Tag Archives: Warren Buffett

Net Worth is Down and that May Explain Why Stimulus Wasn’t Particularly Effective

This week saw the release of the Federal Reserve’s Survey of Consumer Finances. The news isn’t good. Median net worth fell 38.8 percent from 2007 to 2010. Predictably, the unhealthy diagnosis has occasioned a healthy dose of political posturing. For its part, the White House was quick to note that “the entire decline in household wealth took place before President Obama came into office” and that total wealth “has risen every year since he came into office.”

E21, in turn, pointed out that it was a little odd for the White House to emphasize the aggregate numbers rather than the median:

The claims made by the White House are disingenuous (at best) because they ignore the median U.S. household and focus instead on the increase in overall wealth, which has largely come from gains in the stock market. The White House is essentially saying that we shouldn’t worry about the plight of the typical family because Warren Buffett’s stock holdings have gone up in value by tens of billions of dollars since March 2009. The focus on aggregate household net worth is extremely comical when compared to previous statements made by the President and others in his Administration about the country’s lamentable concentration of wealth and income in the hands of a “fortunate few.” Someone should ask President Obama if this means we needn’t worry about income disparities anymore because total household income is up nearly 20% on an inflation-adjusted basis over the past 10 years?

Framing aside, there is an important policy implication of such a large fall in net worth. Richard Clarida of Columbia University explained this point way back in March of 2009:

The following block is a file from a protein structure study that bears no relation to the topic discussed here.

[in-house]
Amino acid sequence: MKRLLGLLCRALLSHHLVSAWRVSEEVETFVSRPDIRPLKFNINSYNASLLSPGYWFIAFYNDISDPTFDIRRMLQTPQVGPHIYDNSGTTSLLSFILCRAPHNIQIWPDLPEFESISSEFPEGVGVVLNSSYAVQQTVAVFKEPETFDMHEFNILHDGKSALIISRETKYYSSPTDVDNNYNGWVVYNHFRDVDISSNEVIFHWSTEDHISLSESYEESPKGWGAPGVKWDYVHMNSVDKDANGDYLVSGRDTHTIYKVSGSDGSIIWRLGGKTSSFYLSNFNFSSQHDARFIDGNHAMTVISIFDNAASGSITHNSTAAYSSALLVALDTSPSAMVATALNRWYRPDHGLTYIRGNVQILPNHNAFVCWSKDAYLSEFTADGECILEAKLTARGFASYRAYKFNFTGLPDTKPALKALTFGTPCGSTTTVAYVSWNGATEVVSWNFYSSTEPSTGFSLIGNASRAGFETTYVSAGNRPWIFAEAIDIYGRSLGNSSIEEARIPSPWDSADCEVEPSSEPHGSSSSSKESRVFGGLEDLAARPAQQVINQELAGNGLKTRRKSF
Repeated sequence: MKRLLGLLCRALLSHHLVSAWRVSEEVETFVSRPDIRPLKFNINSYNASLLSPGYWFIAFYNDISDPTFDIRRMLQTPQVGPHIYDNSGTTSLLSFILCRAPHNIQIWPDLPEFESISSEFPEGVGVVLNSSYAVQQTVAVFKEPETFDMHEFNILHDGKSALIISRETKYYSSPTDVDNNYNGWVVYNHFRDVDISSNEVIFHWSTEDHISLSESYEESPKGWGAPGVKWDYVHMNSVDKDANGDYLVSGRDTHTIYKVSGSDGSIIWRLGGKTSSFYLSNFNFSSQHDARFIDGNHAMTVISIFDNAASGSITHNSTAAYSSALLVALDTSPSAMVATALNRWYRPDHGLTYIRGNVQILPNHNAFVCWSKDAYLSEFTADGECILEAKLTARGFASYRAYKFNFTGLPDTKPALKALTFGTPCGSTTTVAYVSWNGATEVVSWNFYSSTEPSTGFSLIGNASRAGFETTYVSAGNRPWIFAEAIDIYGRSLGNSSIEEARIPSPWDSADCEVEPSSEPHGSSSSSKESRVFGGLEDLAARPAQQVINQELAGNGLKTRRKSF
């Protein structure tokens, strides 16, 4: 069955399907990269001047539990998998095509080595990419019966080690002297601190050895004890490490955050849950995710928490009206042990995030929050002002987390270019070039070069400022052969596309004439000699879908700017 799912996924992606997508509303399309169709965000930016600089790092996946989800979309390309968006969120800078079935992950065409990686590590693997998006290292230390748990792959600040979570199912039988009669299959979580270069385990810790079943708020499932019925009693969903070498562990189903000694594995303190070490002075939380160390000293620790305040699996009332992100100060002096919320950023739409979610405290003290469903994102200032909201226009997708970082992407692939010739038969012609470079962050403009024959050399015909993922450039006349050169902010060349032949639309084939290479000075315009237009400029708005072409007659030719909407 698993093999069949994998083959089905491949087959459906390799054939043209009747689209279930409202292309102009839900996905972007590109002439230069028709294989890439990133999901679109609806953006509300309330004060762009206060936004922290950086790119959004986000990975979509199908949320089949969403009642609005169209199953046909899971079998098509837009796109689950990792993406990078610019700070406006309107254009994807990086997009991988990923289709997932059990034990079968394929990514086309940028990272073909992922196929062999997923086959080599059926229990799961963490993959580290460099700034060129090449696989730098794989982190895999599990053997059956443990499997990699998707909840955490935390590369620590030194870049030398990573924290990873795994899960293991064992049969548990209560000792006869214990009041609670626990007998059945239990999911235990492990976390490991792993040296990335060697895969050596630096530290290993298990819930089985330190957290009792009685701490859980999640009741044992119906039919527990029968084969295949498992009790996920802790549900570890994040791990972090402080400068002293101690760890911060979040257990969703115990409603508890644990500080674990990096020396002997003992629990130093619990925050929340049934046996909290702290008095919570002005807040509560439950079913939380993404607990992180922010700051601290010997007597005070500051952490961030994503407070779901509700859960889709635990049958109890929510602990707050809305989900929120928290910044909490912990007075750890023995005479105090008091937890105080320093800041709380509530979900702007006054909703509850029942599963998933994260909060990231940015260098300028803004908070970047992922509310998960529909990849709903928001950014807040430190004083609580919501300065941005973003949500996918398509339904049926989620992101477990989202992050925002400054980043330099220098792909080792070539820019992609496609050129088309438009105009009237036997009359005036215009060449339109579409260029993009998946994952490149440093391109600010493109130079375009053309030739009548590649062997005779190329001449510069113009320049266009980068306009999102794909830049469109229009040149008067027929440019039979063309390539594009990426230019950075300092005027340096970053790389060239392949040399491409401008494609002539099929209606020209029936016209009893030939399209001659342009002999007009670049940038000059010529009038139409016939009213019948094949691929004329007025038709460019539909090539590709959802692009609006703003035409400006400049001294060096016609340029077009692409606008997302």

There is a second reason while the bang of the fiscal package will likely lag behind the bucks. Even if the global financial system soon restores some semblance of order and function, the collapse in global equity and housing market values has so impaired household wealth that private consumption (which represents 60% to 70% of GDP in G7 countries) is likely to lag – not lead – economic growth for some time, as households rebuild their balance sheets the old-fashioned way – by boosting their saving rates.

In our working paper last fall, Veronique and I explained this point further:

The current recession has resulted in an unprecedented collapse in net wealth. In other words, it is a deep “balance sheet”‖recession. But with personal wealth diminished and private credit impaired, some economists believe that stimulus is likely to be less effective than it would be in a different type of recession. This is because consumers are likely to use their stimulus money to rebuild their nest eggs, i.e., to pay off debts and save, not to buy new products as Keynesian theoreticians want them to.

The White House is interested in escaping blame for the collapse in median net wealth. That’s understandable; that’s what White Houses do. It is harder to escape from the policy implications of a balance sheet recession.

Is a Municipal Debt Crisis Imminent?

Veronique de Rugy has a great post at NRO about the potential for a muni debt crisis in the near term. The basic problem: state and local governments are facing a new budgetary reality. Benefits to public employees and Medicaid obligations are growing, while revenues are only starting to show signs of recovery. Is there a tradeoff imminent for governments between paying bondholders, pensioners, or for current services?

Meredith Whitney joined Warren Buffett among those warning of widespread defaults in the $2.8 trillion muni debt market necessitating a federal bailout. However other experts disagree, arguing that taxpayers, municipal workers, and service beneficiaries will feel the coming cuts to local and state governments, thus cushioning debt holders.

Much also depends on the extent to which state and local governments have an accurate picture of their true financial condition. The past few years have revealed sometimes an extreme disconnect between fiscal reality and official accounting, something I would argue the stimulus helped to augment.